Dave Anderson: Finding Common Ground on Race Issues | Opinion

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The struggle between liberals and conservatives around critical race theory reflects many battles between competing moral views. In moral philosophy, the debate between retributivists and utilitarians on the topic of punishment has a similar structure. Retributivists argue that you should punish someone based on the crime and the type of punishment they deserve. Utilitarians argue that you punish someone, assuming they are convicted of a crime (or tort), in order to promote the greater total good of society.

Utilitarianism is a form of consequentialism, which says that the right act is the one that promotes the best consequences. Retributivism is a form of ethics that focuses on the duties we have to others based on actions taken in the past. Deontology is also closely related to the rights tradition, a tradition of moral and political theory that guarantees the rights of individuals (e.g. to freedom of speech and religion) regardless of how the expression of those rights, with few exceptions, would affect others.

This is because retributive theories of punishment are driven by past actions, while utilitarian theories of punishment are driven by the future consequences of actions. Moral theories do not all have the same time.

The debate on racism, likewise, is driven by the past for liberals, and certainly radicals, while it is driven by the future for conservatives. How? ‘Or’ What?

Conservatism is essentially defined by the desire to preserve the values ​​of the past. While conservatives definitely base their thinking on doctrines like the US Constitution, they look at the issue of race from the perspective of what we can do in the present to create a better future for people of color.

Conservatives believe that blatant forms of injustice toward African Americans and other minorities were eradicated by the Civil Rights Act of 1964, the Voting Rights Act of 1965, the War on Poverty and affirmative action. In their view, everyone in America now has an equal opportunity to excel in education and employment. So they are turning to political and economic policies that will help all Americans, regardless of race.

Liberals are driven by their belief that the miserable past treatment of African Americans by the white majority continues to harm them in the present.

In their view, blacks (and other minorities) do not enjoy the same political and civil rights, and they do not have the same educational and employment opportunities. Appropriate public policies are needed to address this injustice.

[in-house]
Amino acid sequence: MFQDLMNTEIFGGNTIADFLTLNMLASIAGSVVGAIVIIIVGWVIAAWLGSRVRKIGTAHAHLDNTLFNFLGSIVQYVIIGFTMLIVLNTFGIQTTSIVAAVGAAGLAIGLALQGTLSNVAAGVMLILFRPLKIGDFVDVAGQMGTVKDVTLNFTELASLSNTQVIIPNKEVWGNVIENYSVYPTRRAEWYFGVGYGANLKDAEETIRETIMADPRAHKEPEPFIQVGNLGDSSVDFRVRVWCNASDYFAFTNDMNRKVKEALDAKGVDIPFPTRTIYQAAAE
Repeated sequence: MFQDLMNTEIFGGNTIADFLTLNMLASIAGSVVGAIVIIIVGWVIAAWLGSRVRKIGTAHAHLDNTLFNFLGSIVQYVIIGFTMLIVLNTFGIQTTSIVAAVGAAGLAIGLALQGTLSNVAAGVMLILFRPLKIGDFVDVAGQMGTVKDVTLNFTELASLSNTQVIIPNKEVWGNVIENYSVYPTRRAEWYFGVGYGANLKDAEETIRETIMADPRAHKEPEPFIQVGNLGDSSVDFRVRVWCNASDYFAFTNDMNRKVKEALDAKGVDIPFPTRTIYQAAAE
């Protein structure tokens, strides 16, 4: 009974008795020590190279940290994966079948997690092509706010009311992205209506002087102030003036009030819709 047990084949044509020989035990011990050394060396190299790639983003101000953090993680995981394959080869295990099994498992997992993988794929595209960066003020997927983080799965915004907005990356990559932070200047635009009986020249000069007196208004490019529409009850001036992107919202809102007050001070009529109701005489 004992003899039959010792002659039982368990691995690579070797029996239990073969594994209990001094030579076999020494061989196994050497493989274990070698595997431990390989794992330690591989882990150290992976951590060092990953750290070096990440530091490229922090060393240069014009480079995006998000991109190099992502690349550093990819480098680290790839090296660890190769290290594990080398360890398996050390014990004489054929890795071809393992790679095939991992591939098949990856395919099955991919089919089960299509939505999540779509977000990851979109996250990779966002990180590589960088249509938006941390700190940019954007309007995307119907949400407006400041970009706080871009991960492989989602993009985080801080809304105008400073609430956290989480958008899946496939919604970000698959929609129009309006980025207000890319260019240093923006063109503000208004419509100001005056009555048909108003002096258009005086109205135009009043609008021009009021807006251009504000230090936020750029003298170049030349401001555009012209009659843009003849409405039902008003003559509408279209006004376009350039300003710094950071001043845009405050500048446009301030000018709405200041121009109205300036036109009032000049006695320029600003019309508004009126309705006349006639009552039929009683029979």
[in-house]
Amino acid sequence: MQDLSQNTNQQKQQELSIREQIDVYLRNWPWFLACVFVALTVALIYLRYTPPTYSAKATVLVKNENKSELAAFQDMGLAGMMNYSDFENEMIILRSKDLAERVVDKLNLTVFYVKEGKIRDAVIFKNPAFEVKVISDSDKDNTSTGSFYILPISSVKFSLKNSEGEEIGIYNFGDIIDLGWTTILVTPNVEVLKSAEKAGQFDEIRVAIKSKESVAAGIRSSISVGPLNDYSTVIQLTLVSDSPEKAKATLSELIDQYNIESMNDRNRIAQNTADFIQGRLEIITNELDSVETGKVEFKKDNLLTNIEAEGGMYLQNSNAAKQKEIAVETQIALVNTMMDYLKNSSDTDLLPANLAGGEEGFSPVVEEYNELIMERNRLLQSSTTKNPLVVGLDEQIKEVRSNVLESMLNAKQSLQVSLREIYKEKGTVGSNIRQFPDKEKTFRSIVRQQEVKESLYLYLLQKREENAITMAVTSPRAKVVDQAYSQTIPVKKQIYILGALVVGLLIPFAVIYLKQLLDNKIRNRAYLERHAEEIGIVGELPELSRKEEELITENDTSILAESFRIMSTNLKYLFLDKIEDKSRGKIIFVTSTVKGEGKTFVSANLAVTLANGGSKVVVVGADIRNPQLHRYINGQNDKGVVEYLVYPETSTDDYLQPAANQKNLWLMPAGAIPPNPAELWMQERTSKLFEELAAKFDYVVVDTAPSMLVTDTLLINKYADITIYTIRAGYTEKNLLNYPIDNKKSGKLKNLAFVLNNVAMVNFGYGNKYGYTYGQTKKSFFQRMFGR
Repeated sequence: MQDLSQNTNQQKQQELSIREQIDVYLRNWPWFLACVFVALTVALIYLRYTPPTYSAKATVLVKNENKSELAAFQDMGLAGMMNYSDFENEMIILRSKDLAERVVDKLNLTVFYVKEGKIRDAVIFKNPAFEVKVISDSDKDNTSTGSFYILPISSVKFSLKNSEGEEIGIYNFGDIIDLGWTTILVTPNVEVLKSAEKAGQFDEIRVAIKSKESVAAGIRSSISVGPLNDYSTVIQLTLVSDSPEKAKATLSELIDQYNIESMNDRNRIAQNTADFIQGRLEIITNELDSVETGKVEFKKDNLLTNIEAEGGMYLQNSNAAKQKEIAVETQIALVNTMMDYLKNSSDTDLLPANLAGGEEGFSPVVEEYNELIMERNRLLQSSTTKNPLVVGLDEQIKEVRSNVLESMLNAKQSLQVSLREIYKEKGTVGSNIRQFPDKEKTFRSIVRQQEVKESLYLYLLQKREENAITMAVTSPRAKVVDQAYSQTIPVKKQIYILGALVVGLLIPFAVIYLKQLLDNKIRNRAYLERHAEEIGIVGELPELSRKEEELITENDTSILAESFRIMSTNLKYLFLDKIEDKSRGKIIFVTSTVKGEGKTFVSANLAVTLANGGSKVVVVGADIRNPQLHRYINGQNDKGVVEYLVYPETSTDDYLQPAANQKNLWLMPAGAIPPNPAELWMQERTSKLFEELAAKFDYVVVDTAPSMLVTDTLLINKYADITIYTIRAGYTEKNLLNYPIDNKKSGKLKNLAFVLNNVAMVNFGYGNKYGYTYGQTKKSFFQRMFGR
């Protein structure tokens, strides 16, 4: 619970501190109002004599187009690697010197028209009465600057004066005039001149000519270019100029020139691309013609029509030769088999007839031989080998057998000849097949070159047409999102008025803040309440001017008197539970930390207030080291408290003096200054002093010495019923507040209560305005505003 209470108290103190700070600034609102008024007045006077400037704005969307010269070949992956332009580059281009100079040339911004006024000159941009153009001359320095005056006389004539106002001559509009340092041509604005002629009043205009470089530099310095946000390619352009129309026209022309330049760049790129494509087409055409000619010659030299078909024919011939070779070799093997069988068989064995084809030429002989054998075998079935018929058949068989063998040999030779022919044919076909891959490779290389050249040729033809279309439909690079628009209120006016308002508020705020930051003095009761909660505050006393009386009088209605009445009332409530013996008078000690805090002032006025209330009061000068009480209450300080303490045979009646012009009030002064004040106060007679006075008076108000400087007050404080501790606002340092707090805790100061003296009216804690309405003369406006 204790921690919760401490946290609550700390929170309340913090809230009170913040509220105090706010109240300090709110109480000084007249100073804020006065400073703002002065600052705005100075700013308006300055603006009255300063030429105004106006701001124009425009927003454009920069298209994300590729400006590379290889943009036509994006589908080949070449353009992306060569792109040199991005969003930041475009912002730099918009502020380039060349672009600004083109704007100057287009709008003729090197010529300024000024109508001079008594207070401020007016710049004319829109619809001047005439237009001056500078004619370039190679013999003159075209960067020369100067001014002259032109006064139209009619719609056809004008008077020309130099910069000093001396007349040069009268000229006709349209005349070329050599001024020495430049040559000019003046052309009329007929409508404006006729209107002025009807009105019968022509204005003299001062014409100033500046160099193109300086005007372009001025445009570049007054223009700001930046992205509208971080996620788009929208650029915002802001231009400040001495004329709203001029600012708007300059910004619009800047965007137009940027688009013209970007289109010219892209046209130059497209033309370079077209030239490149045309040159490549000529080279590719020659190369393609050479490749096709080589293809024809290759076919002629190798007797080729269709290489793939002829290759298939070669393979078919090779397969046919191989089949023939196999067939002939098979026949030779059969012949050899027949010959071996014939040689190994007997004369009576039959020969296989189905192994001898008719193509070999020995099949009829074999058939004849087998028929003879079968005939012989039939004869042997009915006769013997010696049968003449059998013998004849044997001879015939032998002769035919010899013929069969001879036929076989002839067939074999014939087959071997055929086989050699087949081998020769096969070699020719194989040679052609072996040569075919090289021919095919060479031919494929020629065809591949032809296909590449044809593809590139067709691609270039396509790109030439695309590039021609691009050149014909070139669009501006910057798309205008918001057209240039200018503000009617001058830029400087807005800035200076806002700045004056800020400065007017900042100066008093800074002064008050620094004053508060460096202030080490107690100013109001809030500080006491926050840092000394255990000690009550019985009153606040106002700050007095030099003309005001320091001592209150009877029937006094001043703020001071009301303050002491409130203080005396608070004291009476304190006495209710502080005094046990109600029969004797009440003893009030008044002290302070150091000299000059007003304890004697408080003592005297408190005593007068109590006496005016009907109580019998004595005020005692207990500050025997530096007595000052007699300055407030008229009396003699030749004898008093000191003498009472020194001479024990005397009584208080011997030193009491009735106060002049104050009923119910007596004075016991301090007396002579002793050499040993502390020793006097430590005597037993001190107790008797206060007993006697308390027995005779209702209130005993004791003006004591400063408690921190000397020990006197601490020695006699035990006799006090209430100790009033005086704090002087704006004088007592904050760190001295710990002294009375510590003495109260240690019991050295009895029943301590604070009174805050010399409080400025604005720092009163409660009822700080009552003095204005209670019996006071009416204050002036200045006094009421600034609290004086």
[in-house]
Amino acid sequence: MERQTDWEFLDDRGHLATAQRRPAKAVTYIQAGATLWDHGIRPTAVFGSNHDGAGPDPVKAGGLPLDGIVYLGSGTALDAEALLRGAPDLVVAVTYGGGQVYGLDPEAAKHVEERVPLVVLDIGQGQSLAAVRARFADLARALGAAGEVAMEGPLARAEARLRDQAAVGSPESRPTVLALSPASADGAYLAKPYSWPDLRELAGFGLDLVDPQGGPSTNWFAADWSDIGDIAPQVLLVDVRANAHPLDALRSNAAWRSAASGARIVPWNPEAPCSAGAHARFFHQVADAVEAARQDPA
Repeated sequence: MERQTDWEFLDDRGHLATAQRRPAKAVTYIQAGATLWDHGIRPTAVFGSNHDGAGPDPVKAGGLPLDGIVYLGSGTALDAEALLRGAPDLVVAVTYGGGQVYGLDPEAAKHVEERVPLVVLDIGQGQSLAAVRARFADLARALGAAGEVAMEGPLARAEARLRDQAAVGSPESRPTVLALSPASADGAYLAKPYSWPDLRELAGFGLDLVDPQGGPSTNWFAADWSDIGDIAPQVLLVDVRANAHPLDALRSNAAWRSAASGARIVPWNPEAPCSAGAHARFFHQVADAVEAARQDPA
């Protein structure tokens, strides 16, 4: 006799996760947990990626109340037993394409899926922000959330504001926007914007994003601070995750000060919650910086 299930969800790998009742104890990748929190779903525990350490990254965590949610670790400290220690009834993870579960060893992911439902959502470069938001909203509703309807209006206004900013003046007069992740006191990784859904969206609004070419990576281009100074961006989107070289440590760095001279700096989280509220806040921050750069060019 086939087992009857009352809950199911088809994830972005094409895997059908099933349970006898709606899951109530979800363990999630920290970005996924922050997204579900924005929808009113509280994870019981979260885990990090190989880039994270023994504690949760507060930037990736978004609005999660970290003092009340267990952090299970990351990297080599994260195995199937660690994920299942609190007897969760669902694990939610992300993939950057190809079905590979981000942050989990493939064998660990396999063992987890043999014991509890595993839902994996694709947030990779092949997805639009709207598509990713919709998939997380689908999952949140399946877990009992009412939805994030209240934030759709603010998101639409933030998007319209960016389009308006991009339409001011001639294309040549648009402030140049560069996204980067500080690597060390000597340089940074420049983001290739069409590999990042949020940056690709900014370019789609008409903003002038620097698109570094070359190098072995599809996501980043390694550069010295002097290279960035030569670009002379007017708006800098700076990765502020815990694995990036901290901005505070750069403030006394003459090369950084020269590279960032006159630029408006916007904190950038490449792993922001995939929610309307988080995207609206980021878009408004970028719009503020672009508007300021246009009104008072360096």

Given the intensity surrounding the critical race theory debate, a catch-all for any attempt to teach the American history of racism (and other forms of discrimination) in K-12, the time has come to find a way to unite the majority of the country recognizing that there will always be rival camps.

Thinking about the time of morality is one way to get into this massive conflict. Everyone must find a balance in their own life between the concepts of past, present and future. And while there’s no one way to balance the three, living your life where 80% to 90% of your focus is on one of the three can create problems.

The same goes for a country.

Conservatives need to take the past more seriously, which means acknowledging the pernicious ways in which racism has spread throughout our history as well as in our social institutions today. Some of these conservatives need to be detached from the mainstream conservative narrative and think more like centrists; indeed, only about 30% of Americans identify as Republicans. Some of them are moderate now anyway, and many independents who are inclined to vote Republican are also moderates.

The same dynamic is happening on the Democratic side.

There is a group of Americans, probably in the 40-50% bracket of voting-age adults, who are neither past- nor future-driven in their political thinking on race and most issues. Finding a way forward on the subject of race and racism requires a new medium.

Rather than asking people to share the difference on policies, it could be very productive if people find a better balance between past, present and future in their own thinking.

A just society should not be guided by the past or look to the future from an uninformed point of view. It must be at the center of the dynamic, finding a fair middle ground in the present that the majority can accept and embrace, one that is the basis for building a better and fairer society in the future.

Dave Anderson edited “Laving: A Political, Economic and Societal Framework” (Springer, 2014), taught at five universities, and ran for the Democratic nomination for a congressional seat in Maryland in 2016.

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